While prices rise abroad…for the first time Malta has the lowest petrol price in the euro area.
Information released weekly by the European Commission – the weekly oil bulletin – indicates that for the first time the price of petrol in Malta is the cheapest in the euro area. Our country’s diesel price has been the cheapest in the euro area since shortly before the budget for 2022 was announced. This is now also the case of the price charged for petrol.
Compared to a week ago across the euro area the price of petrol is up by 13c while diesel is 16c more expensive. In contrast in our country prices have remained stable.
In fact, since Robert Abela became Prime Minister in January 2020, the price of petrol and diesel in Malta has fallen by 7c. Malta is the only country in the euro area where the price of fuel is cheaper today than it was before the pandemic started. In contrast in Germany petrol is now 67c higher than it was in 2020, while diesel is 72c dearer.
We now have petrol and diesel prices that in some countries have exceeded the €2 mark. The worst hit are motorists in the Netherlands with a price per litre for petrol of €2.24 and those in Germany with a price per litre for diesel of €2.03.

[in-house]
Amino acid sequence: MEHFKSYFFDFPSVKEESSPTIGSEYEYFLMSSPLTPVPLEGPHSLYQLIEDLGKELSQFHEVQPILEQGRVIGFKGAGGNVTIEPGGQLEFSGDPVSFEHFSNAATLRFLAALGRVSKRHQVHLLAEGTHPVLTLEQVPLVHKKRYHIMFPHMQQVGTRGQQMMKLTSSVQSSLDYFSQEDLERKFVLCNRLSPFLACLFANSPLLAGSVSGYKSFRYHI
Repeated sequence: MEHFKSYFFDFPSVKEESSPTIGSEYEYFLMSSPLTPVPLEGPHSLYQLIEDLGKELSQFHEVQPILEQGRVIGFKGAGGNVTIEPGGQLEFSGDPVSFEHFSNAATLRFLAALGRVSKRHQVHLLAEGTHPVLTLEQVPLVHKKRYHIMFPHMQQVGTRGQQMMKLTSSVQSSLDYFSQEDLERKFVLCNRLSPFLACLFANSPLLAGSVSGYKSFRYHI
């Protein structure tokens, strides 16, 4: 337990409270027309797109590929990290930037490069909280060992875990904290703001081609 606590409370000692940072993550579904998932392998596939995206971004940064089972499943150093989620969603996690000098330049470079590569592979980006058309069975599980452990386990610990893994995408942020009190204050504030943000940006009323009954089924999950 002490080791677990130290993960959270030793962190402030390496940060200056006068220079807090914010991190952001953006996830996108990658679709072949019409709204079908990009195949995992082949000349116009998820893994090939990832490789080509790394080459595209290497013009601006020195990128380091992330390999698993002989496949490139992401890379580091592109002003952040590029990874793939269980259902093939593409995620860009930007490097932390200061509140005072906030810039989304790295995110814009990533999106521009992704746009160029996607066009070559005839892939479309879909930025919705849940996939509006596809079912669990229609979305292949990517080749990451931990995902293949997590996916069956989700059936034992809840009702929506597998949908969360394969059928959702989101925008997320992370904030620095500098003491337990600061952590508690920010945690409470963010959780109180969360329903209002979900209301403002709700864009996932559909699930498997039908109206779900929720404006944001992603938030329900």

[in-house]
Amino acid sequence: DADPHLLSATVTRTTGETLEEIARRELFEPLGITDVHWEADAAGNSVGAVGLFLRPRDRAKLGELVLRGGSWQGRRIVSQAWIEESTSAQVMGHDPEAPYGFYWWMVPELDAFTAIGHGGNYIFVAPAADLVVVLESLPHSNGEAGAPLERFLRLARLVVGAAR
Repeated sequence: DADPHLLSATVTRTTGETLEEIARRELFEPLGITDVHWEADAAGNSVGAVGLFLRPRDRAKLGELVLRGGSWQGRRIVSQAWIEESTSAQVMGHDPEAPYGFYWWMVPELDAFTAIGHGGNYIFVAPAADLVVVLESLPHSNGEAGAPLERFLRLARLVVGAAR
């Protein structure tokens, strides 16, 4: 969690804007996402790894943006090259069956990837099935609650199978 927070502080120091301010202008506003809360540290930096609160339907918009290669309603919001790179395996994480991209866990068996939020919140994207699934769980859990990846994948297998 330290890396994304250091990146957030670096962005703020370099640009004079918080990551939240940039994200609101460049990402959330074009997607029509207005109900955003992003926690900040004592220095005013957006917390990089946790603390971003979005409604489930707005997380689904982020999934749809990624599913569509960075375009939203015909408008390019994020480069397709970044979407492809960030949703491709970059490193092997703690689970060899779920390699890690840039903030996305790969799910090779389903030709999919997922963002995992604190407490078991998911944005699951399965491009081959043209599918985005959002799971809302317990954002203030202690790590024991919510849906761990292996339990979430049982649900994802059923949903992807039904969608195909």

This week a person who bought a litre of petrol from a fuel station in Malta paid 90c less than a person who bought a litre of petrol from a station in the Netherlands. There is no need for one to go so far up the continent. From a fuel pump in Sicily, instead of spending €30 to buy less than 22 litres and a half of petrol you would end up spending almost €43 for the same amount of petrol. The purchasing power gap is even greater if you are driving a diesel-powered car because in that case instead of spending €30 you would end up spending €45 for the same amount of diesel. Over a year this would mean a higher cost of €780 for the same amount of diesel bought.
In March 2012 when the international price of oil in euro terms was similar to today’s price, the price of a litre of petrol in Malta was €1.45 while diesel was €1.36. In fact, under a Nationalist government the price of petrol had risen by 36%, or double what had happened in the rest of Europe.